Hi Mike, tell us about yourself and your background.
I am a former IBM Distinguished Engineer who has written three books on digital marketing. I’ve been working in artificial intelligence since the ’80s and have been working in customer experience since working at im.com starting in 1998. I am currently the Chief Product Officer at SoloSegment, a MarTech startup that uses AI to predict the right content for visitors to large B2b websites using purely anonymous information.
What is the biggest misunderstanding about customer experience, in your opinion?
People believe that personalizing customer experiences on websites depends on understanding personal information about their visitors, merely because that is how Amazon, Google, and other tech giants have done it. In this day and age where regulators and browsers are making the collection of personal information difficult to impossible, we need to focus on making better use of the anonymous behavioral information that every website can collect about its visitors.
What are some of the newer CX companies/solutions you’re keeping your eyes on right now?
I am a bit too busy with my work at SoloSegment to pay attention to lots of other companies, but I am hoping that people keep their eyes on us. We’re working with Fortune 100 companies to automatically improve their customer experience by taking advantage of the anonymous data that their visitors provide to them every day.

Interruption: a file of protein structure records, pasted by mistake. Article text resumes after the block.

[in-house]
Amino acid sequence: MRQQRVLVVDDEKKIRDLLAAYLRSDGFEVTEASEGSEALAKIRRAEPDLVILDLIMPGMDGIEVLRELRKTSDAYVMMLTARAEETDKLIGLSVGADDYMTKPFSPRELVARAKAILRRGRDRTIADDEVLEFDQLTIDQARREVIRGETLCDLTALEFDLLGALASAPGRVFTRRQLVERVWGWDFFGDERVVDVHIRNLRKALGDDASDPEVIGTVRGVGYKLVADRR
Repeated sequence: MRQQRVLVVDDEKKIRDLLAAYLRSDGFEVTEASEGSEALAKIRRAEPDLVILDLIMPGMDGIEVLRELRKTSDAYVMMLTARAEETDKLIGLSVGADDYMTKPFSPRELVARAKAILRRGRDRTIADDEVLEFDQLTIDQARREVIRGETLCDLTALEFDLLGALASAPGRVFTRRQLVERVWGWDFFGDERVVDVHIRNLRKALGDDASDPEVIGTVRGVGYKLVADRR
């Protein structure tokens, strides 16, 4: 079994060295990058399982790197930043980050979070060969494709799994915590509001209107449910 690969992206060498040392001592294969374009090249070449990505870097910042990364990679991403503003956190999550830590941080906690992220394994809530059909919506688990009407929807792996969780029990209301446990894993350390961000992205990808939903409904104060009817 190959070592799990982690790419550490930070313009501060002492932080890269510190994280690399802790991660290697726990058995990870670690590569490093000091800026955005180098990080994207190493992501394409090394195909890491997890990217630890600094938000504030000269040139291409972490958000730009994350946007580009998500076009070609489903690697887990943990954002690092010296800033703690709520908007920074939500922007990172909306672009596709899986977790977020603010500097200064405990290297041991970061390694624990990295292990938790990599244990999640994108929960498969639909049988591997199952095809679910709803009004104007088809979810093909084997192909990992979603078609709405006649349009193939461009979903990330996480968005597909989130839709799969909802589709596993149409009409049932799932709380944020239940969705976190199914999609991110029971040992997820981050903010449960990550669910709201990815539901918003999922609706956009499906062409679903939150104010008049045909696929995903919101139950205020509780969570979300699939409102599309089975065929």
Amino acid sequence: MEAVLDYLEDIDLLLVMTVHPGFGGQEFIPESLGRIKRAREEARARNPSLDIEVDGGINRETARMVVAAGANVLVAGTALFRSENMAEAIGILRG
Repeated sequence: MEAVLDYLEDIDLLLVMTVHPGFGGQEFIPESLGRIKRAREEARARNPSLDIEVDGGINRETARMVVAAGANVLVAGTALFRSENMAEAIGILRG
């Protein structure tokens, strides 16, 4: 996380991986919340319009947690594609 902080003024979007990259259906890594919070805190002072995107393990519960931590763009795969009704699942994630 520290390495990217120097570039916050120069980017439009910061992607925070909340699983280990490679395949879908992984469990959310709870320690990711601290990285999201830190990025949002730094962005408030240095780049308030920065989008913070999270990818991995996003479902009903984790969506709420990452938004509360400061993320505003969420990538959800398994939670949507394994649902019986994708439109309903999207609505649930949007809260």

What can companies do to improve customer loyalty and retention?
I believe that they need to focus on automated means of improving customer experience. While dashboards are nice, they basically become a to-do list for very busy CX and marketing teams, and no one has enough time in the day to do it all. By focus on automatic improvements, your website gets better the more people use it.
What do you think is most relevant and why: CSAT (customer satisfaction score), NPS (net promoter score), or CES (customer effort score)?
Honestly, I don’t use any of those metrics. It’s possible that they all have useful purposes, but we tend to focus on whether a website visit was a success, which normally means that the visitor found what they were looking for. Sometimes that means that they found a product to buy, but usually, it means that they found an answer to their question, which could be a question about a large purchase under consideration or a technical or customer support question. But we focus on helping companies know when people find what they are looking for, which to us is the basic success metric of customer experience on a website.
Last but not least, what is your favorite CX metric?